That’s the exact description of Cayo Sombrero, a tiny island located a few kilometres off the coast of Chichiriviche, in Morrocoi National Park. Enjoy the peace of this place with no infrastructure, houses, restaurants or hotels. You can easily arrange a boat to get you there, and agree on a time so they can pick you up.
4) Mount Roraima
Mount Roraima, called Tepuy Roraima by the indigenous population, is a majestic table-shaped mountain located right on the triple border point of Venezuela, Brazil and Guyana. The hike will take at least five days to complete. You’ll have to cross wild rivers and walk along steep paths before enjoying amazing views from the summit.
Once you’re on the top, the extravagant rock formations will certainly make you feel like you’re on another planet. It’s easy to understand why this mount inspired Sir Arthur Conan Doyle to write his famous novel
5. Top ten places to visit in Venezuela
Venezuela has countless beautiful beaches because it has a Caribbean coastline of 2,800 km (1,740 miles) – the longest of any nation. However this country is not just a beach bum’s paradise. Inland there are areas of astounding biodiversity and awe-inspiring landscapes. Here is my top ten list of traveller destinations in Venezuela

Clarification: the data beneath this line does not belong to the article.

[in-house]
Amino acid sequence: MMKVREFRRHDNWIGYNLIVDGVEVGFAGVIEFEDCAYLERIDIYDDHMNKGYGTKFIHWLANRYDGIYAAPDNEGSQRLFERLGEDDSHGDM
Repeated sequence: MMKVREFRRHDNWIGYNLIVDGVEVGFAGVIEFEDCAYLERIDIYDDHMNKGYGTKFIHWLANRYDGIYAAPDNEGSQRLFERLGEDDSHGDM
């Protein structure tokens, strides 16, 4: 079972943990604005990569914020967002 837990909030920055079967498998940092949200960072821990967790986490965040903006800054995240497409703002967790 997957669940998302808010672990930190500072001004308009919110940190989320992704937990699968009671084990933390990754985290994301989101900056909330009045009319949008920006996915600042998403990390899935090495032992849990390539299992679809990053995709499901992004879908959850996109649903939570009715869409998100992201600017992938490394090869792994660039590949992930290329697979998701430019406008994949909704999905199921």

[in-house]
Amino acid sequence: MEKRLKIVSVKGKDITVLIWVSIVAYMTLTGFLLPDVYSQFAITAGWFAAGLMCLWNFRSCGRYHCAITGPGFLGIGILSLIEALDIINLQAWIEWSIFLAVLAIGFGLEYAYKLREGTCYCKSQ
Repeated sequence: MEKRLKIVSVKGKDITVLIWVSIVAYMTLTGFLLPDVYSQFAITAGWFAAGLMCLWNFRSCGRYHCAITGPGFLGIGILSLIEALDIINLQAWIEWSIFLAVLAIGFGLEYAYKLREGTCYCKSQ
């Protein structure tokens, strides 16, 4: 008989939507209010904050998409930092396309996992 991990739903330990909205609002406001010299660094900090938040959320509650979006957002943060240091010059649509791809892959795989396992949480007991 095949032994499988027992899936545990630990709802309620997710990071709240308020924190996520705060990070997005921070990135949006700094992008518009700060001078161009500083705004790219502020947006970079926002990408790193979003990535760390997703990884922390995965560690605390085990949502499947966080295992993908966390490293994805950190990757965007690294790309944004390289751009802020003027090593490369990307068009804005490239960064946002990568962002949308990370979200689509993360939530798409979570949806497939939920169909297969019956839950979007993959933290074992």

1. Angel Falls and tepuis of Canaima National Park
Angel Falls, or Kerepakupai-Meru as it was officially renamed in 2009, is one of the natural wonders of the world; a waterfall which drops from a table top mountain of over 1000 meters. The park has many other table top mountains or tepuis and is located in the jungle and savanna region of Gran Sabana in the south west of the country. The park, which can only be accessed by air, is home to diverse fauna – such as the giant anteater and the giant otter – and the Pemon indigenous people.
2. Los Roques Archipelago National Park
With clear blue waters and white sands this archipelago of 350 islands is a hidden gem of a destination for scuba-divers and snorkelers. The string of coral islands is home to a wide variety of bird and sea life and is located 170km (106 miles) north of Caracas.
3. Coro and the Sand Dunes
Coro is one of Venezuela’s first colonies and here colonial earthen construction buildings can still be seen to this day. The town houses over 600 building which demonstrate a fusion of Spanish and Dutch architectural techniques. Close by are the sand dunes which are located between Coro and the Paraguana Peninsula. The dunes, which can reach 40 meters (130 feet) in height, are the habitat of cactus and a small number of animals such as lizards and foxes.
4. The Orinoco Delta
The longest river in Venezuela reaches the Atlantic Ocean at the eastern tip of the country and split into numerous smaller rivers or distributaries at the Orinoco Delta. On a boat trip you can see piranha catfish and small crocodiles, and the Warao people who live in houses built on stilts.
5. Margarita Island